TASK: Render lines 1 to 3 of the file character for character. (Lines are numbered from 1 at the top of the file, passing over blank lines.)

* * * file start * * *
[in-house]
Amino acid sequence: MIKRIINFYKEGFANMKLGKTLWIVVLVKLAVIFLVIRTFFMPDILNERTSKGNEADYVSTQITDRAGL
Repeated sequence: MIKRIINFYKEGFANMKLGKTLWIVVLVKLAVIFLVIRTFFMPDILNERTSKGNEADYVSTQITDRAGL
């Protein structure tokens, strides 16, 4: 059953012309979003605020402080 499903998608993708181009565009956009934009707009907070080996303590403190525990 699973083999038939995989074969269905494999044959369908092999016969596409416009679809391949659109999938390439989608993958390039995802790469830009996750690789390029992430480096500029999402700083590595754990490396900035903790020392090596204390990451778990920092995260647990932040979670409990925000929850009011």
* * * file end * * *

[in-house]
Amino acid sequence: MIKRIINFYKEGFANMKLGKTLWIVVLVKLAVIFLVIRTFFMPDILNERTSKGNEADYVSTQITDRAGL
Repeated sequence: MIKRIINFYKEGFANMKLGKTLWIVVLVKLAVIFLVIRTFFMPDILNERTSKGNEADYVSTQITDRAGL